Even as U.S. firms are being cautioned about doing business with Huawei Technologies Co., European solution providers are strengthening their ties to the Chinese telecommunications and networking vendor and expanding profitable partnerships with the firm.
CRN UK late last week reported that major system builder Stone Group of Staffordshire, England is looking to boost its professional services efforts by adding a broad range of Huawei networking and unified communications solutions to its portfolio. The move expands a year-old exclusive relationship with the Chinese firm to sell and service storage gear developed in a joint venture between Huawei and Symantec Corp.
“We have a very strong relationship with Huawei and we have chosen them specifically to help us extend a richer, more complete professional services offering to our clients,” Tim Killick, Stone’s group bids and infrastructure services manager, told the UK publication.
The additional Huawei products will be added to Stone’s professional services operations, Killick said.
The agreement between Stone and Huawei is a significant victory for the Chinese vendor which has faced months of allegations in the United States — championed by competitors such as Cisco Systems Inc. — that it poses a national security threat and engages in intellectual property theft.
Huawei has been under the gun since early October when Rep. Mike Rogers (R-Mich.), chairman of the powerful House Select Committee on Intelligence, appeared on CBS’s 60 Minutes to warn the U.S. market of what lawmakers perceived as the Huawei threat.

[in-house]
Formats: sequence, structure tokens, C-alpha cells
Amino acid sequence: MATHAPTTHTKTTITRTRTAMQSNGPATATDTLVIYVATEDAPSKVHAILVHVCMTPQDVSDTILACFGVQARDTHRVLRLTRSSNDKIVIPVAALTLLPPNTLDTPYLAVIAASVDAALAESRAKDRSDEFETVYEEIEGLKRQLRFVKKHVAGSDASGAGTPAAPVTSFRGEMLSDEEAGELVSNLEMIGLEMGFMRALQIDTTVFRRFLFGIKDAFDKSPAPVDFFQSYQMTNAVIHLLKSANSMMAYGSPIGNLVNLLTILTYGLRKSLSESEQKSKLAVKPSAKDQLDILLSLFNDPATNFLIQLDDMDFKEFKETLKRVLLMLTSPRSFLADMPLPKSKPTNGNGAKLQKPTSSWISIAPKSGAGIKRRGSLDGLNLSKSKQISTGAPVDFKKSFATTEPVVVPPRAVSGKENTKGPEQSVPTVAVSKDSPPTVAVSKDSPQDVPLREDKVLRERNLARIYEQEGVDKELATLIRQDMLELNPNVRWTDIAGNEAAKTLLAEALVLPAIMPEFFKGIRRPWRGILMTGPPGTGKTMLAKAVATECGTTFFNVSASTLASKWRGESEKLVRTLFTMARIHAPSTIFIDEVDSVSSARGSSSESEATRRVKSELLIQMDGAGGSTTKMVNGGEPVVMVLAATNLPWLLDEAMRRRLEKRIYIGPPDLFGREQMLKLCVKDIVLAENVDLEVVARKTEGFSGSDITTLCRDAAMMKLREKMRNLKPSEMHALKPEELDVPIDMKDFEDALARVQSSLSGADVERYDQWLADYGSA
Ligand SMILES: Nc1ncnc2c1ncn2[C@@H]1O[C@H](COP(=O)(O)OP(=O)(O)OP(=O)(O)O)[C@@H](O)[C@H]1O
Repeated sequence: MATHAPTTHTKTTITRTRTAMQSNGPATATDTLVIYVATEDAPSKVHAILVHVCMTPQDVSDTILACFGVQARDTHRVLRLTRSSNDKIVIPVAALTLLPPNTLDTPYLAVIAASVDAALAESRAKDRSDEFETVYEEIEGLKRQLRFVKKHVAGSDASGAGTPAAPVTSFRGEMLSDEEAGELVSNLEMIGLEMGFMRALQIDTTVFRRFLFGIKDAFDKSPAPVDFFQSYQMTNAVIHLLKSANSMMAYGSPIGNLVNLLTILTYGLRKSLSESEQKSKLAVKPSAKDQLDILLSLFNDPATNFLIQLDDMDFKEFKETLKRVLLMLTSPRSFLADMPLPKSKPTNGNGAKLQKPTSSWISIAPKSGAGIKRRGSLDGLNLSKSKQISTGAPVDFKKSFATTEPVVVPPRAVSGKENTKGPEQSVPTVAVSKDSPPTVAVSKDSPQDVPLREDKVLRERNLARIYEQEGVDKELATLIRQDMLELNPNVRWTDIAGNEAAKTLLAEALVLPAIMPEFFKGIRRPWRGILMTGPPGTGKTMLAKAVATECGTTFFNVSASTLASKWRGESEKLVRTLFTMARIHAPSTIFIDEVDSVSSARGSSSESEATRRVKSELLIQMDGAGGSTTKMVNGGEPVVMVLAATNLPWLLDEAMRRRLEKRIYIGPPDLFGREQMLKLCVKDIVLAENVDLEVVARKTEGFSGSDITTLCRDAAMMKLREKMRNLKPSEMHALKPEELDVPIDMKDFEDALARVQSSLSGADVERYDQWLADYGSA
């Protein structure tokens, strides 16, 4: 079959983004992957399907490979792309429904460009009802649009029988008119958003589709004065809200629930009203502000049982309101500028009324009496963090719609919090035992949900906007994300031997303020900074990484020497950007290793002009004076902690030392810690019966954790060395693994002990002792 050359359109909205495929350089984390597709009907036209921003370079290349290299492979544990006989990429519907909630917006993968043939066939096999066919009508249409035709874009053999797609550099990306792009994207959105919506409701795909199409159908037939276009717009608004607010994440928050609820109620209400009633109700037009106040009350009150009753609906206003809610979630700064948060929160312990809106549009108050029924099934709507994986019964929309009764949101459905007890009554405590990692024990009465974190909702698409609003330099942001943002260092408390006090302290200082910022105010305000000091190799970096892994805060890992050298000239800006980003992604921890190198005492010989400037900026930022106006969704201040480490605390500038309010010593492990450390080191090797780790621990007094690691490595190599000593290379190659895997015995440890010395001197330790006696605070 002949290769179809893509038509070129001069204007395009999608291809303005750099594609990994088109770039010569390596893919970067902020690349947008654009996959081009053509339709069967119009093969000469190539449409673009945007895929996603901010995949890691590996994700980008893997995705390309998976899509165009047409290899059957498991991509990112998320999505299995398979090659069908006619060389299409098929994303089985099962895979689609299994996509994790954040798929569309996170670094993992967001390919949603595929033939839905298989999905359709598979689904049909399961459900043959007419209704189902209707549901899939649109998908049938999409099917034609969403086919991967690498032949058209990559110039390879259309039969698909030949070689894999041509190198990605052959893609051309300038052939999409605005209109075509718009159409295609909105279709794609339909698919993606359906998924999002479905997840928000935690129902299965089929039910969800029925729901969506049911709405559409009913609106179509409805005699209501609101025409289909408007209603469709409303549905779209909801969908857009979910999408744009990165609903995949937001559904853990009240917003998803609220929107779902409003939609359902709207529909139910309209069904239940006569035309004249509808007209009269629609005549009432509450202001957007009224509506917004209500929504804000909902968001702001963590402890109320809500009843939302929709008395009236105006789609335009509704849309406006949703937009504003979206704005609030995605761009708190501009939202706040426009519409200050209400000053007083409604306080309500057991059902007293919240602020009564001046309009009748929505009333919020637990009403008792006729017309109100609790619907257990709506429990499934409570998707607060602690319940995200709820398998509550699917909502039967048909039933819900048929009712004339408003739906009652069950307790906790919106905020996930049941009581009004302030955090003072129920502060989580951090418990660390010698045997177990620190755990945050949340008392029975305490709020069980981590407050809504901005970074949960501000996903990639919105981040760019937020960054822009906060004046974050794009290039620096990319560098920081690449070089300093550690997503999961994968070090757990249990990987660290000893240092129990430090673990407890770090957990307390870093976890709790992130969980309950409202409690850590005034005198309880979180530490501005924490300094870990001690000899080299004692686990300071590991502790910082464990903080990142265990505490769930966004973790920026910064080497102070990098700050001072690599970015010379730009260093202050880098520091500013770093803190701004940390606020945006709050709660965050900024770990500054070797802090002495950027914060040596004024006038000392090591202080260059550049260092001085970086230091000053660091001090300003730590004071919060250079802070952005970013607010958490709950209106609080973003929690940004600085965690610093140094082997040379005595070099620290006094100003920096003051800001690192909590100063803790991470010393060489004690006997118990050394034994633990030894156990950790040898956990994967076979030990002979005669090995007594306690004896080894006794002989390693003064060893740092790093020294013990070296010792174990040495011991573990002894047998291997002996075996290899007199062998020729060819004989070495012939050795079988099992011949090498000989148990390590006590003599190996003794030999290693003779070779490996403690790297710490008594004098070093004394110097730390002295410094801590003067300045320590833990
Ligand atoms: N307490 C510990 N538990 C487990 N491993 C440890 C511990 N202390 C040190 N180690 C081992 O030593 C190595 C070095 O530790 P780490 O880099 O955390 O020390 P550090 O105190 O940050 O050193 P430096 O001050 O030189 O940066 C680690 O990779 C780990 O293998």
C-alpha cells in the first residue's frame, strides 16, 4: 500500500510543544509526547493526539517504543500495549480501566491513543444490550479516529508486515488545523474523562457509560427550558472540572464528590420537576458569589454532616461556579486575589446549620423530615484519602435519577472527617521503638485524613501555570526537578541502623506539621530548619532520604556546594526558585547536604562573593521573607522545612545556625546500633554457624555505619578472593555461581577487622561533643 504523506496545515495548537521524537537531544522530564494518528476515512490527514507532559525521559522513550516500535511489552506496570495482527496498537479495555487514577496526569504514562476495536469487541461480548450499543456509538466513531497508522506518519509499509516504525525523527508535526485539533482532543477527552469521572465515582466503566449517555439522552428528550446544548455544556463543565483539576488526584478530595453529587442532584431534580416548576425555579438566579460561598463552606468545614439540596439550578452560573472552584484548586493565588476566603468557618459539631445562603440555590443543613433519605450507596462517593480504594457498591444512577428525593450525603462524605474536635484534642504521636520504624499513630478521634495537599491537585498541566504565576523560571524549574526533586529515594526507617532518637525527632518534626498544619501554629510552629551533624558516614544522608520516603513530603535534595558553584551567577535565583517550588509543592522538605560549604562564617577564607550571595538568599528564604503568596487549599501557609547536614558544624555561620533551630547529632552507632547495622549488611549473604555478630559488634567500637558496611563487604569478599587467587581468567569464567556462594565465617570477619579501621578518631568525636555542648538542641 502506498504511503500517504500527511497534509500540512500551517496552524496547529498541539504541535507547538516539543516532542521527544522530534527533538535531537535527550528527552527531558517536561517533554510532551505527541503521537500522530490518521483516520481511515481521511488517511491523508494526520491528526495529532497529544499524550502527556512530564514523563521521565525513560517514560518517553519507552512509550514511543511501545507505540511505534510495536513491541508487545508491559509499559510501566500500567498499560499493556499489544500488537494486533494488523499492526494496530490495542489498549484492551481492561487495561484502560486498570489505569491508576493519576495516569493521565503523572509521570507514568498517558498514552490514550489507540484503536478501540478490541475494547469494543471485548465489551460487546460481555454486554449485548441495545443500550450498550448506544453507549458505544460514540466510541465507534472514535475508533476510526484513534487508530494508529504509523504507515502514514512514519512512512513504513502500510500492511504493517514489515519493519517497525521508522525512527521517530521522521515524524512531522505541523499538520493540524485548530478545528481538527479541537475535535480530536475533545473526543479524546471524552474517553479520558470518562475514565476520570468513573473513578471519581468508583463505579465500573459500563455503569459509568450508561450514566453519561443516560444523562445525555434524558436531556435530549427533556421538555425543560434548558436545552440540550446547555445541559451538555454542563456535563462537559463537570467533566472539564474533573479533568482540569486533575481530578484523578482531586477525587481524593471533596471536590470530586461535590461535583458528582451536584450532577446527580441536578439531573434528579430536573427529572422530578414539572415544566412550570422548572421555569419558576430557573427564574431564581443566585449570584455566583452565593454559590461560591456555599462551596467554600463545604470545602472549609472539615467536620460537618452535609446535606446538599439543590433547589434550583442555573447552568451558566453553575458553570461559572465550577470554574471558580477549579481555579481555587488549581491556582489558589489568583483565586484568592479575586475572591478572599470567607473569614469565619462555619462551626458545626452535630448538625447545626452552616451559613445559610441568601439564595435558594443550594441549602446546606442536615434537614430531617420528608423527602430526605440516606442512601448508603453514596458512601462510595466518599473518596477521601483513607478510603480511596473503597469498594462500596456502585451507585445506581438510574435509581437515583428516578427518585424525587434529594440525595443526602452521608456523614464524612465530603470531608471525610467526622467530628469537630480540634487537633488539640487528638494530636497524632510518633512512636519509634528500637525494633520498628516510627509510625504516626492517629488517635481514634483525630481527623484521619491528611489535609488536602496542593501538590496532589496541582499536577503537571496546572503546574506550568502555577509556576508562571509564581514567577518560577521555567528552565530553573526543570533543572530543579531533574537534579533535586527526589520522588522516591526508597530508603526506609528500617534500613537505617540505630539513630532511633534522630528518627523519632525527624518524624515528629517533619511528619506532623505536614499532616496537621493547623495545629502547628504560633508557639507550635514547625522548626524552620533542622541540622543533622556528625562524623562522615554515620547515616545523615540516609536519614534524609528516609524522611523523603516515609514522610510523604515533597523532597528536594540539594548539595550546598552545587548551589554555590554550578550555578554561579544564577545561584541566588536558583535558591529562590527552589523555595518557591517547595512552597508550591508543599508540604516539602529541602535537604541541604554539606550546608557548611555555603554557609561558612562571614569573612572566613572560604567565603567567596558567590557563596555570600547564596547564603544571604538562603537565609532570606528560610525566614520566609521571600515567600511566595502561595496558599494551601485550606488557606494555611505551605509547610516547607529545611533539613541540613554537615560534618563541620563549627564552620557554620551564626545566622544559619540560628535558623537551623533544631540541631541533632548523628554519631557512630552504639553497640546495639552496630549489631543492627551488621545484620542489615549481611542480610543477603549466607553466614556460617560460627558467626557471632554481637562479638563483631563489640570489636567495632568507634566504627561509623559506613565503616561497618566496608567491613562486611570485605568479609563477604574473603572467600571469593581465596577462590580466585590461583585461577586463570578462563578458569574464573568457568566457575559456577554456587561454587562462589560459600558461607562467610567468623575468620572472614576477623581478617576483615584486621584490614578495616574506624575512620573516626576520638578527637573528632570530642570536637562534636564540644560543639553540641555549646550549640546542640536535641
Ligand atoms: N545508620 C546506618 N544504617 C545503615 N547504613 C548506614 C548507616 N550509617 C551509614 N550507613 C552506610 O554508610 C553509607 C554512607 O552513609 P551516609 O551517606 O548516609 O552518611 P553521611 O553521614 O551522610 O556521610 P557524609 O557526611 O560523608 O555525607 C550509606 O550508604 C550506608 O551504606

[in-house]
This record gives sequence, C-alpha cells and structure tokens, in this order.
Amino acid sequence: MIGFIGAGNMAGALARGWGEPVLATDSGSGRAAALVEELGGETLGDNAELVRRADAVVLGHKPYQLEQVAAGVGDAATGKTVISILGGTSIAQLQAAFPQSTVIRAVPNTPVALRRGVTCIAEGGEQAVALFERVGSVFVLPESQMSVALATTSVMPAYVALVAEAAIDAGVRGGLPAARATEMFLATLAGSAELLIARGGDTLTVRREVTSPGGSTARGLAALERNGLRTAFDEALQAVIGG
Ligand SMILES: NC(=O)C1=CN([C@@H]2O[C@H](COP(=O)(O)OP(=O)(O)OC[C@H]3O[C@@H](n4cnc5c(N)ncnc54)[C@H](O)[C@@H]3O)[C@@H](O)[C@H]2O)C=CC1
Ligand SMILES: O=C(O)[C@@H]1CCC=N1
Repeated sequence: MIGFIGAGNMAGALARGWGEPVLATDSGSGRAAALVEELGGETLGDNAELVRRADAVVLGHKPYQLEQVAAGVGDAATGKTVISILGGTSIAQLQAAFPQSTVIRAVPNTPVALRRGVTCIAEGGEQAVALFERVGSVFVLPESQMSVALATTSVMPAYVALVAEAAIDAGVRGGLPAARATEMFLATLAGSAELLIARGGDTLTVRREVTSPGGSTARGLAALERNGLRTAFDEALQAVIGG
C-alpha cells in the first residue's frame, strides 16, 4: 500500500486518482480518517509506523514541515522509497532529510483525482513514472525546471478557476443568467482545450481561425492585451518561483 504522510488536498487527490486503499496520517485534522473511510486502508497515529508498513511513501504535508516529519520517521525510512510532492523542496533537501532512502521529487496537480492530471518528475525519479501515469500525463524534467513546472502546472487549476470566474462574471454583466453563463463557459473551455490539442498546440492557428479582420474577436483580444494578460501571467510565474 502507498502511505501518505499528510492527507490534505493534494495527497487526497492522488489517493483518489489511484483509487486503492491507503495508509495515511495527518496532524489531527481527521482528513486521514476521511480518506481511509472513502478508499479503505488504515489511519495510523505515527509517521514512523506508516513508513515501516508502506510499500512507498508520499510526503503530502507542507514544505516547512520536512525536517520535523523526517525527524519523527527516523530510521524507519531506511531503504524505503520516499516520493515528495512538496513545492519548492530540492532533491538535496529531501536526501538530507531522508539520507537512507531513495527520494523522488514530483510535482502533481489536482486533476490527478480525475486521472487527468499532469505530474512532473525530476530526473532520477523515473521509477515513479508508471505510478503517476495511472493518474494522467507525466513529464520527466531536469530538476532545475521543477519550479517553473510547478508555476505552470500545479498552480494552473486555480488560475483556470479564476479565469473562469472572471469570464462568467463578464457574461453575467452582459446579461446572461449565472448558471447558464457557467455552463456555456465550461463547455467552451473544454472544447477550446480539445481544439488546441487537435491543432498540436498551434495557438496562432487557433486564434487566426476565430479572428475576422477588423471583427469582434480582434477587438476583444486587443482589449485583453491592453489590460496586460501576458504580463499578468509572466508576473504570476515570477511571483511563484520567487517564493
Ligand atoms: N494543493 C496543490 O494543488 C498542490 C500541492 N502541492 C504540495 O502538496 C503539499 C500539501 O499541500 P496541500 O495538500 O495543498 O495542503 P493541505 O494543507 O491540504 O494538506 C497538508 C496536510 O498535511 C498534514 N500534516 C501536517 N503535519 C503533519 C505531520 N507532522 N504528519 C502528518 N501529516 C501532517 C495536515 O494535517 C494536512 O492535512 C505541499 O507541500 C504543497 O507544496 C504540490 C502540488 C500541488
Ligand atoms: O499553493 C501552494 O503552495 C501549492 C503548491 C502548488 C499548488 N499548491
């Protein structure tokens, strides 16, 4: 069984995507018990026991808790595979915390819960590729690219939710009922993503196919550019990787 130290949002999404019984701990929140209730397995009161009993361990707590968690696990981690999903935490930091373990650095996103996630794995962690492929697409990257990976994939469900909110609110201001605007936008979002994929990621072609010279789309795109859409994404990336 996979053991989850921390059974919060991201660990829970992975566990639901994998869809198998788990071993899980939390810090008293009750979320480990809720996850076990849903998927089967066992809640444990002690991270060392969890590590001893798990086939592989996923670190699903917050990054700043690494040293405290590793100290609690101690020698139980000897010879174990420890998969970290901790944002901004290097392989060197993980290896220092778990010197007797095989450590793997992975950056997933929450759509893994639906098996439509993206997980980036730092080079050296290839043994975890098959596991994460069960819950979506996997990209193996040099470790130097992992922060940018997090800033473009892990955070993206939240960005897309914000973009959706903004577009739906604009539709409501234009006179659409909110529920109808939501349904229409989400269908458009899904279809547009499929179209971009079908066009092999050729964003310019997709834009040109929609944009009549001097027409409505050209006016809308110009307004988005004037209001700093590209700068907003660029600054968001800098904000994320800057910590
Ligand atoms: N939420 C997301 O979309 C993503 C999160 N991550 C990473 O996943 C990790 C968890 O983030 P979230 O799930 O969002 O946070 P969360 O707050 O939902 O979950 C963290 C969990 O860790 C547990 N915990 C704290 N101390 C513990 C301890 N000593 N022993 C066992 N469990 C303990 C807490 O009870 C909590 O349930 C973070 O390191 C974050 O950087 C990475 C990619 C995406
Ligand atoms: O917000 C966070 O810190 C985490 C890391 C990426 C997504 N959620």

“If I were an American company today… and you are looking at Huawei, I would find another vendor if you care about your intellectual property, if you care about your consumers’ privacy, and you care about the national security of the United States of America,” Rogers said.
The House admonition was followed with reports that the Obama administration had led its own security review of Huawei equipment and business practices and found no evidence of espionage or deliberate cybersecurity threats or practices that would undermine the national security of the United States, Reuters news service reported. The White House has since denied it authorized any such report and disavowed the conclusion that Huawei had been exonerated.
China’s Commerce Minister Chen Deming, a Communist Party member, responded to the controversy this past weekend, saying “The U.S. raised the security issue of Huawei and ZTE to the level where they are asking whether the companies have Communist Party cells and what their relations are with the party. Can you imagine if China started asking U.S. companies coming to China what their relationship was with the Democratic or Republican parties? It would be a mess. Personally I think this has gone too far.”
The damage for Huawei may have already been done in the United States, however. A poll conducted by Channelnomics and The 2112 Group after the House report was made public found that U.S. solution providers overwhelmingly felt the U.S. assertions against Huawei would dampen sales and marketability of the company’s products, and they would be less likely to work with companies labeled as a national security threat.
But that sentiment clearly isn’t resonating with solution providers across the globe, as the latest Stone partnership attests.
“The opportunity to bring our joint solutions to the education and wider public sectors by working together is very important for Huawei in these key vertical sectors,” David Poskett, Huawei’s UK and Ireland vice president told CRN UK about the Stone arrangement. “The additional layer on top of the solutions – Stone’s UK customer support – makes this a very significant partnership for Huawei.”
Leave a Reply